The following article is from the Spring, 1991 issue of the Snow Lion Newsletter and is for historical reference only. You can see this in context of the original newsletter here.

Sacred dance has been cultivated as a treasure in the East for millenia. In the early Vajrayana Buddhist monasteries of Orissa (500-700 A.D.) there were large numbers of dancers attached to the temples. The iconography of those ancient temples and the postures of the deities represented on Tibetan thangkas clearly shows their relationship with the classical dance form of Orissa as it is practised today.

Although there is presently no Tibetan tradition of women dancing in the sadhana practices, there is a group of Newari Vajrayana Buddhists who claim their ancestors came from Orissa and to this day use women dancers in the sadhana practices in their temples.

The Mandala Dance of the 21 Praises of Tara is the inspiration of Prema Dasara, a dancer who had studied sacred dance in Orissa and Nepal. Having received the Empowerment of Tara from His Eminence Tai Situ Rinpoche, she felt inspired to express the sadhana in dance form.

When Lama Sonam Tenzin was sent to the island of Maui by the Venerable Kalu Rinpoche in 1983, he realized the need to make the traditional Tibetan Buddhist practices more accessible to his Western students. He asked Prema for assistance and, together with devotional singer Jeff Munoz, they shaped the sadhana of the 21 Praises of Tara so that it could be sung in English.

Prema had studied sacred music and dance in the East for many years. She could easily imagine the Praises danced. With Kalu Rinpoche's blessing and the assistance of Lauryn Galindo, another experienced dancer-practitioner, the ritual began to take form.

When His Eminence returned to the islands, a dance celebration was offered to him by the women practitioners of the island and Prema's children and men dance students. Rinpoche was taken by the Tara Dance and shared his observations and suggestions. He was very moved by the depth of devotion expressed and encouraged Prema to refine the practice and to eventually share it in other parts of the world.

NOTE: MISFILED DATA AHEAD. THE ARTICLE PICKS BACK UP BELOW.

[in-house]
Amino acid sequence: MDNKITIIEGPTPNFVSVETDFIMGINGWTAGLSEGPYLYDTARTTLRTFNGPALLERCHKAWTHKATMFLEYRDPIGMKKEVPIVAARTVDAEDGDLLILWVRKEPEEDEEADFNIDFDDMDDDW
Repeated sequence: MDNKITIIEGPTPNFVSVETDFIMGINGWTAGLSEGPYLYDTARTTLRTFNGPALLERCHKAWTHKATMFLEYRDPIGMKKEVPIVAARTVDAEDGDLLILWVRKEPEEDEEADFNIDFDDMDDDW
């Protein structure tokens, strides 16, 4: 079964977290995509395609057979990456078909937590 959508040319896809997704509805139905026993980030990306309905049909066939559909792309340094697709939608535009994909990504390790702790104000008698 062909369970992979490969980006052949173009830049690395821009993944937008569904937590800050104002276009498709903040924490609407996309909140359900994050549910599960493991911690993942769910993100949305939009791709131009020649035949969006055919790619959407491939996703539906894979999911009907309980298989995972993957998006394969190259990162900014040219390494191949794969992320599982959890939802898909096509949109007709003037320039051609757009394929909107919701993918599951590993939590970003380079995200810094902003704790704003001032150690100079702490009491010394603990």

When Sogyal Rinpoche came to Maui in preparation for the Dzogchen teachings of His Holiness the Dalai Lama the sangha presented a dance offering in his honor. He laughed with delight and proclaimed it an excellent method of communal Dharma practice.

The Venerable Tara Rinpoche, recently on Maui, joyfully proclaimed that the dance and song would bring many people the blessings of Tara. His translator said Rinpoche played the tape non-stop on his tour in Tokyo. The tape is available from Snow Lion (see music section).

Tara, the Saviouress, is the embodiment of wisdom and compassion. Tara vowed to remain in the body of a woman until the end of time, saving beings from the sufferings of conditioned existence. She affirms the dignity of all women and affirms their ability to achieve the highest spiritual perfection. As a being awakenened to her own perfection she is swift to assist any who call out to her, overpowering obstacles and dissolving ignorance. She is a deity of Buddhist Tantra and a potentiality latent within every sentient being. To praise her and embody her is to discover one's own inner perfection.

It is the combination of body, speech and mind, dedicated properly and used skillfully, that empowers a practitioner and uplifts her or his awareness. May all beings be blessed by the Bod- hisattva, the Great Mother, the Protector, Tara.

Prema will be teaching and presenting The Mandala Dance of the 21 Praises of Tara this spring in these locations:

April 14-20, Boulder, CO, The Chenrizig Institute, 303-447-1532

April 21-27, Santa Cruz, CA, Deva Productions, 408-426-9713

May 1-7, Los Angeles, CA, Randal Rain Gray, 213-393-8035

A tour to the east coast in the fall is presently being organized. Contact Prema at: P.O. Box 504, Kula, HI, 96790, 808-878-2843.